Like Singapore, China’s vaccination campaign is also accelerating, with approximately 1.3 billion doses of vaccines received so far.The problem is Clinical trials in various developing countries, Its home-grown vaccine is only 51% to 67% effective in preventing symptomatic infections. Anecdotal evidence also suggests that they are less effective against the Delta variant first discovered in India.
“Singapore’s strategy may not work in countries that rely on Chinese vaccines,” said Ryan Ho, a researcher at the East Asian Institute of Singapore. “China has such an impressive [containment] The result is that the central government has taken decisive and severe measures. “
In fact, the Singapore government – and the city’s Catholic Church – have stated that they will exempt people vaccinated with Pfizer and Hyundai from having to be tested for the new coronavirus before attending large gatherings, but not those who have been vaccinated in China. people.
Unlike the Singapore government and church officials, the Beijing health authorities of course Can’t speak so freely Regarding the relative underperformance of China’s vaccines. This is why Chinese epidemiologist Zhong Nanshan’s comments on the new quarantine facility in Guangzhou on June 24 are so instructive.
Zhong said that Chinese officials worry that the hotels currently used to isolate returning nationals and residents cannot contain the Delta variant. Therefore, the new Guangzhou facility needs the only scale in China. Zhong said that the facility will cover more than 250,000 square meters (or 46 football fields) and handle almost all international travelers entering China.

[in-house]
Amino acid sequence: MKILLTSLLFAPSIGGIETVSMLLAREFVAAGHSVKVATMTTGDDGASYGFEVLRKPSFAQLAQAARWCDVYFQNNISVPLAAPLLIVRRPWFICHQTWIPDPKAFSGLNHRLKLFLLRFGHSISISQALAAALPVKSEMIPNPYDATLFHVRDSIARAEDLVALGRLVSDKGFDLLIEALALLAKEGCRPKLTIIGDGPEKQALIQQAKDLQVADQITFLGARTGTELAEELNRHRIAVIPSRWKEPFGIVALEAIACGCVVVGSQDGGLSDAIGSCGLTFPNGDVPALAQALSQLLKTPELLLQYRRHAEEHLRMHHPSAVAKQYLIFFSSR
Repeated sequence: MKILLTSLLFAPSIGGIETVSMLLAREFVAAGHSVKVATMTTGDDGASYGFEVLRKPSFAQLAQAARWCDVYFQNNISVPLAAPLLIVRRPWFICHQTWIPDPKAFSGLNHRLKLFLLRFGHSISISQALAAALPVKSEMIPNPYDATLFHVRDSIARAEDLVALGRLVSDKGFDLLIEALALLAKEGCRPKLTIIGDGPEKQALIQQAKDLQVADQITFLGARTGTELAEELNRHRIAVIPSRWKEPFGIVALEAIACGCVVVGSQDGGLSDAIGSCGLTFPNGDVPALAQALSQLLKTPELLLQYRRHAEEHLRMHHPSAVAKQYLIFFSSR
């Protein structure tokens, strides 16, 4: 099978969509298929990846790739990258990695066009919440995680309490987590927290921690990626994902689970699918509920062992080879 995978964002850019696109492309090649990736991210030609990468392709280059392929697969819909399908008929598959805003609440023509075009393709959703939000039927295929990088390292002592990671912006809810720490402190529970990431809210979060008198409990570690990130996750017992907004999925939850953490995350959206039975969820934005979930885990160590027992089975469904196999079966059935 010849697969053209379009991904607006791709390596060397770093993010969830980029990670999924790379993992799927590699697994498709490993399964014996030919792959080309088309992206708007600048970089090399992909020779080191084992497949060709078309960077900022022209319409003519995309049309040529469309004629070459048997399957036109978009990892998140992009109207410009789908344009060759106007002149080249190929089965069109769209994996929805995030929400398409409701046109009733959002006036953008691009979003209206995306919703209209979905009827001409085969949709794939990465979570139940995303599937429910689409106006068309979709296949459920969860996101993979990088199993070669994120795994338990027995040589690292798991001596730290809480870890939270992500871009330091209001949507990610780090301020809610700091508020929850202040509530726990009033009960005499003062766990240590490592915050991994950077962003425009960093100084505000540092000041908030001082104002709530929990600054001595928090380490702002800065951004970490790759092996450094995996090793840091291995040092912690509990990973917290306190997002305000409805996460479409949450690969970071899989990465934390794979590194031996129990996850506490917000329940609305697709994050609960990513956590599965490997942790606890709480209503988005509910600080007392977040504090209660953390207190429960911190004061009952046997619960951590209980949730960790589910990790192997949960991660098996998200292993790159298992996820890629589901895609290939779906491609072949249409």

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If China’s vaccine is as effective as Pfizer’s and Moderna’s vaccines, then it can also foresee the near-term scenario outlined by Singapore’s ministers. On the contrary, it is moving in the opposite direction to ensure that the passenger flow in China will not resume soon. From Indonesia to the Philippines, the same is true for most other Southeast Asian countries, which also rely on Chinese vaccines.
Singapore’s ministers stated that soon “we will be able to travel again-at least to countries that have also controlled the virus and made it a local norm”. China has achieved the former, but the latter is still out of reach. Other Southeast Asian countries have not achieved it. Therefore, when Singaporeans finally start traveling in groups, they are more likely to fly over regional neighboring countries to distant tourist destinations such as Jerusalem and Boston.
Does the widening gap in case rates among Asian countries have an impact on trade flows? not yet. The chart below shows that most economies in the region have a strong start to 2021.
Will this boom last even in countries where vaccines are less effective? It is expected that as cases in parts of the region increase, we will begin to see supply chain disruptions. Shenzhen outbreak Since May, it has caused serious delays at the port. The case also shut down some facilities in Taiwan involved in semiconductor manufacturing. However, the numbers are still very low compared to other parts of the world, and it remains to be seen whether the impact of the disruption will appear at the macro level. Claire Jones